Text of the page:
children's dental health monthFebruary is National Children’s Dental Health Month

By the time they reach Kindergarten, 40 percent of children have already have tooth decay, and it is one of the most common chronic diseases of children ages 6 to 11.

As your child grows, scheduling preventive care and establishing good dental habits are crucial to avoiding childhood cavities. Here are some of the most common questions we hear from patients with young children:

1. When should I schedule my child’s first dental visit?

According to the American Academy of Pediatric Dentistry, your child should see a dentist by the time he or she is a year old, or within 6 months of getting their first tooth.

The first dental visit is brief and involves very little treatment. Think of your child’s first visit as an opportunity for the child to have a fun experience and build a relationship with your dentist. The first visit also gives the dentist a chance to screen for any problems and answer any questions you might have.

2. When can my child use regular toothpaste?

One of the most effective ways to fight tooth decay is by using fluoride toothpaste twice a day. Children are ready for regular fluoride toothpaste as soon as they are old enough to spit. Be mindful to teach your child to spit out the toothpaste to avoid accidentally swallowing any fluoride.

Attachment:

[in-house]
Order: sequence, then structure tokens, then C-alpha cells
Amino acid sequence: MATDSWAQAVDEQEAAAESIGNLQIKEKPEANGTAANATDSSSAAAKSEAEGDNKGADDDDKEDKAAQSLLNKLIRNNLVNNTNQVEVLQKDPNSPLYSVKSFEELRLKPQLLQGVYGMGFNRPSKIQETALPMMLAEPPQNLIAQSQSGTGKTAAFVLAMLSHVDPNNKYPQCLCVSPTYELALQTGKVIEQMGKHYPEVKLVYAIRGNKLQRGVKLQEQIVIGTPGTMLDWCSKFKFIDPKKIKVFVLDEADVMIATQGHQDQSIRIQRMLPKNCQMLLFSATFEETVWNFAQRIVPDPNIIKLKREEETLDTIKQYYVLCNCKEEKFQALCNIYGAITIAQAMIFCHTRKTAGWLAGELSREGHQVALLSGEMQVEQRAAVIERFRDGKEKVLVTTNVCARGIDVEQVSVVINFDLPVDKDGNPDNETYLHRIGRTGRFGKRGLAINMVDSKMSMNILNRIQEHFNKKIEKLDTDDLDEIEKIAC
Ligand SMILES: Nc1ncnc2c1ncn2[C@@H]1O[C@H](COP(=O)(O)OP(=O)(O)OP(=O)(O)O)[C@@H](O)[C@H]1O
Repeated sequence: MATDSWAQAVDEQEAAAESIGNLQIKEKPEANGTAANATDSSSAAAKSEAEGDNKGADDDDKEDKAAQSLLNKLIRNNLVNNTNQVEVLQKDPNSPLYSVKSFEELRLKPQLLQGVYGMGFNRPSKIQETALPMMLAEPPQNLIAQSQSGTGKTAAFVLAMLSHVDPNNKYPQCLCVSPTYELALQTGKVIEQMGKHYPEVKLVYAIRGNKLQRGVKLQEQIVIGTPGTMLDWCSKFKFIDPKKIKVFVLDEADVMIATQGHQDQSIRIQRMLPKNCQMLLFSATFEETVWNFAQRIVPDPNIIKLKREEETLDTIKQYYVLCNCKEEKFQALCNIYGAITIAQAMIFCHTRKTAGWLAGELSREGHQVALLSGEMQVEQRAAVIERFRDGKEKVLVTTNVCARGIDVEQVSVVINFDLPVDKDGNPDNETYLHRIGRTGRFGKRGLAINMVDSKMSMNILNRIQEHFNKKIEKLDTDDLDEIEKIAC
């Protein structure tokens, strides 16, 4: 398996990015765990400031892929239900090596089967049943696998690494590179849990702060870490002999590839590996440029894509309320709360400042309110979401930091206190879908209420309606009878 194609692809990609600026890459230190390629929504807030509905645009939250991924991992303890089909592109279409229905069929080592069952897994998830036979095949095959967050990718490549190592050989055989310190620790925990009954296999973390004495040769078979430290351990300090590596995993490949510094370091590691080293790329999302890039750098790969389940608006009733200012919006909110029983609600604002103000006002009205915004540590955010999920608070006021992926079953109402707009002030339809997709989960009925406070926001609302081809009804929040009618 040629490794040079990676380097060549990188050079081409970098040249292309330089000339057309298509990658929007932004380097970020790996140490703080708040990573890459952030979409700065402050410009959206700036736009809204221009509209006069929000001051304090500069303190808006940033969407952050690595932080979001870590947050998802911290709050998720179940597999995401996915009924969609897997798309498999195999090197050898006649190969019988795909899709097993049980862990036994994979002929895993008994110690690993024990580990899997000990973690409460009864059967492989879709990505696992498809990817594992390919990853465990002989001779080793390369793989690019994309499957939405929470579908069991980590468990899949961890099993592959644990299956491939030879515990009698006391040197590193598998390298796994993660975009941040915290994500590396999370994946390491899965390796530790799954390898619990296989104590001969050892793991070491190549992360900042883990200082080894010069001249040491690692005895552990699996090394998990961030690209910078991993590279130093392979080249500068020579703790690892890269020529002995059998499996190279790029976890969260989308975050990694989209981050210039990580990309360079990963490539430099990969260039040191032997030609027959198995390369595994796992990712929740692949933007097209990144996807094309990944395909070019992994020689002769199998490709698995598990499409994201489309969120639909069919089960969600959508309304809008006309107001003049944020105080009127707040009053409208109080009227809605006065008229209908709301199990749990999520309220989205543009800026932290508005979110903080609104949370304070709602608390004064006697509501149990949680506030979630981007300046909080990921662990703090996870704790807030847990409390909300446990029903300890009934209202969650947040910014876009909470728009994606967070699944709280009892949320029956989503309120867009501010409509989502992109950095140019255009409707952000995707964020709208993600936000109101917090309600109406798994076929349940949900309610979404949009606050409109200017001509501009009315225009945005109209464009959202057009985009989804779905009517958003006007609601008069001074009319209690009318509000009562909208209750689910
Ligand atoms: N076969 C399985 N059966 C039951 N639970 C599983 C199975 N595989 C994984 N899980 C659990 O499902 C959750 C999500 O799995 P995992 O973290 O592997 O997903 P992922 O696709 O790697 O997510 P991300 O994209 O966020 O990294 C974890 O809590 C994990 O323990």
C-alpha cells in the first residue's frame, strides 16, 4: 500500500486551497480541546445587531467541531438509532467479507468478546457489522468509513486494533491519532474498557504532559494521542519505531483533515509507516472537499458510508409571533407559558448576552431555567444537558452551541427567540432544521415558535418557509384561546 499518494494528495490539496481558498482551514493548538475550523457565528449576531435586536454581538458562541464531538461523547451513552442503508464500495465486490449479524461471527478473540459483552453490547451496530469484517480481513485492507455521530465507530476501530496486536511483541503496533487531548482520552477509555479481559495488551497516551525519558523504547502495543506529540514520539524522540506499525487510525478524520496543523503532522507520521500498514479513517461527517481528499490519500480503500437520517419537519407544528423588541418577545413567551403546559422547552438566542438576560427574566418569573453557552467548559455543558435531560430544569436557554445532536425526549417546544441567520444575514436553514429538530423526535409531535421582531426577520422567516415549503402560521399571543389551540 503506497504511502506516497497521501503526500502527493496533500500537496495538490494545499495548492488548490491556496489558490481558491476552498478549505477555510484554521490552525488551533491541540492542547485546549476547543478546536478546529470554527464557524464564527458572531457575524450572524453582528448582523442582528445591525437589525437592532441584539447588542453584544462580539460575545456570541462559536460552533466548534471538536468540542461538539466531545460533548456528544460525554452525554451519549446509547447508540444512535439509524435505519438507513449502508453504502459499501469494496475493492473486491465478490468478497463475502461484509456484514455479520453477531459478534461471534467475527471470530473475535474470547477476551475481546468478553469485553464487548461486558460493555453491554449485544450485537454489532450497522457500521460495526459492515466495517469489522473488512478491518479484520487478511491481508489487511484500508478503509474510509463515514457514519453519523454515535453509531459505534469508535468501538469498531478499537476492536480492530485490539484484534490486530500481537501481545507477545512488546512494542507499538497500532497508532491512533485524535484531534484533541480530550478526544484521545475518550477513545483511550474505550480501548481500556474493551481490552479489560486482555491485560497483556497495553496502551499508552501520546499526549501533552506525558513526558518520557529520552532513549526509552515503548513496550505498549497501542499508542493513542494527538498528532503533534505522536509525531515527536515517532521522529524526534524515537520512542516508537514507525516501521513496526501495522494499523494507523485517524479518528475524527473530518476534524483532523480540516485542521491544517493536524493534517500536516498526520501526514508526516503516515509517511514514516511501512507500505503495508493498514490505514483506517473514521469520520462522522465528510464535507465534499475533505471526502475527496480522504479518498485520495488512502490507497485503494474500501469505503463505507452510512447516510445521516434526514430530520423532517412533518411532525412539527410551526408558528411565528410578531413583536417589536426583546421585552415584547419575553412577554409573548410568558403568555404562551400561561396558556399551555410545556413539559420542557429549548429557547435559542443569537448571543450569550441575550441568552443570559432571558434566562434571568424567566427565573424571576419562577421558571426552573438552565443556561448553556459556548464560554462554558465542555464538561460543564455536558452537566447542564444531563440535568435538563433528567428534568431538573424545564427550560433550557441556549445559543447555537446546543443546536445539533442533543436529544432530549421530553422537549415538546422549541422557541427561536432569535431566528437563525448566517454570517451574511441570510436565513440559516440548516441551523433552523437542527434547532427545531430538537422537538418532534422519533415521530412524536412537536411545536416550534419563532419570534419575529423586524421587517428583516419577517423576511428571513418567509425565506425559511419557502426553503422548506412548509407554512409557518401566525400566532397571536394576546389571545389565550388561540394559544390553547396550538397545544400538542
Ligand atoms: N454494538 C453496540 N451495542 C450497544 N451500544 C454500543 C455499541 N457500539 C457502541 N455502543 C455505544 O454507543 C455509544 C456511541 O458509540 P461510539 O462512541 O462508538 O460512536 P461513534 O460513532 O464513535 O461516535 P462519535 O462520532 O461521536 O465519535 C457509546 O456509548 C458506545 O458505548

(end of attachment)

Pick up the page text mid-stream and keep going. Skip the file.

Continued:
3. Should I still help my child brush?

Yes, parents should clean their child’s teeth until they are old enough to tie their shoes or write in cursive.  Until these fine motor skills are fully developed, your child is not capable of adequately brushing their teeth.

4. What causes baby bottle decay?

Parents should not put an infant or toddler down to sleep or for a nap with a bottle of juice, formula, or milk. If you must give your child a bottle to take to bed, make sure it contains only water. The sugary liquids in the bottle cling to your baby’s teeth, providing food for bacteria that live in the mouth and triggering serious decay.

5. When should we break the pacifier habit?

Pacifiers should be dropped by age 2-2 ½ . As your child’s mouth is still developing, prolonged pacifier use may affect the shape of the mouth and position of the teeth, requiring extensive orthodontic treatment to correct.

If you’re searching for a Marietta family dentist, simply call (770) 321-5558 with any questions you may have about caring for your child’s teeth. We would love to welcome you to our practice!

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